Monika A. Ward, PhD


Portrait of Monika A. Ward, PhD, Professor, IBR, University of Hawaiʻi at Mānoa

Sperm Genetics and Function in Fertilization

Short Bio

Monika Ward received MS degree (1994) in Biotechnology from the Adam Mickewicz University, Poznan, Poland and PhD degree (2001) in Biological Sciences (Reproductive Biology) from the Karol Marcinkowski School of Medicine, Poznan, Poland. Her graduate studies were carried out at the Institute for Human Genetics, Polish Academy of Sciences, and involved investigations of human sperm and human male infertility. In 1999 Monika was recruited to join Ryuzo Yanagimachi’s (Yana) laboratory at the Institute for Biogenesis Research (IBR), John A. Burns School of Medicine, University in Hawaii, and worked with him briefly as a pre-doctoral and then as a post-doctoral Researcher pursuing studies aiming to develop unconventional methods for mouse sperm preservation. In 2003 she established her independent laboratory in the IBR. In 2006 she was hired as a tenure-rack Assistant Professor and rose through ranks obtaining tenure in 2012 and a Professor position in 2015.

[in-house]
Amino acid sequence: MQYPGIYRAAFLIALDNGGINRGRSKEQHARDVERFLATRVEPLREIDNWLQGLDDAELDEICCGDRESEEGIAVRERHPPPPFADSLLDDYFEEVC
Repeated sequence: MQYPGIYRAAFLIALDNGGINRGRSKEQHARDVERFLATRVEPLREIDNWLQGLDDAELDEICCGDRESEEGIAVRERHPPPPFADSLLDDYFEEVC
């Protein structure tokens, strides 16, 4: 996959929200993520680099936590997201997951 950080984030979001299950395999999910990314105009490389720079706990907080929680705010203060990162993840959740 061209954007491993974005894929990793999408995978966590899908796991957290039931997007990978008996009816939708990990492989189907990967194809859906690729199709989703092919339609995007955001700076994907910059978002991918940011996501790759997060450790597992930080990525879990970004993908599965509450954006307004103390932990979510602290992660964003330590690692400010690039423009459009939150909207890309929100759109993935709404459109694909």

Research Interests

Dr. Ward has been working in the field of reproductive and developmental biology and genetics of male infertility for more than 20 years. The Ward Lab overall research focus is on spermatogenesis and male fertility/infertility. Other interests include the origin of sperm DNA damage and its consequences for fertilization and the effects of assisted reproduction technologies (ART) on embryonic and fetal development. Currently the primary interest is on the genetic aspects of spermatogenesis, and particularly the role on Y chromosome encoded genes in spermatogenesis and sperm function. We are exploring how the ‘genetic composition’ of sperm translates on its ability to participate in successful normal and assisted fertilization. The findings from Ward laboratory highlighted the roles of several mouse Y chromosome genes in meiotic progression, sperm formation, and postmeiotic chromatin remodeling. Her group also identified the minimum Y chromosome complement necessary for successful assisted reproduction and has shown that the function of these ‘minimal’ genes can be replaced by genetic manipulation of genes encoded on other chromosomes. The Ward Lab utilizes advanced techniques of germ cell, gamete, and embryo manipulation combined with cytogenetic and molecular biology techniques. 

Selected Publications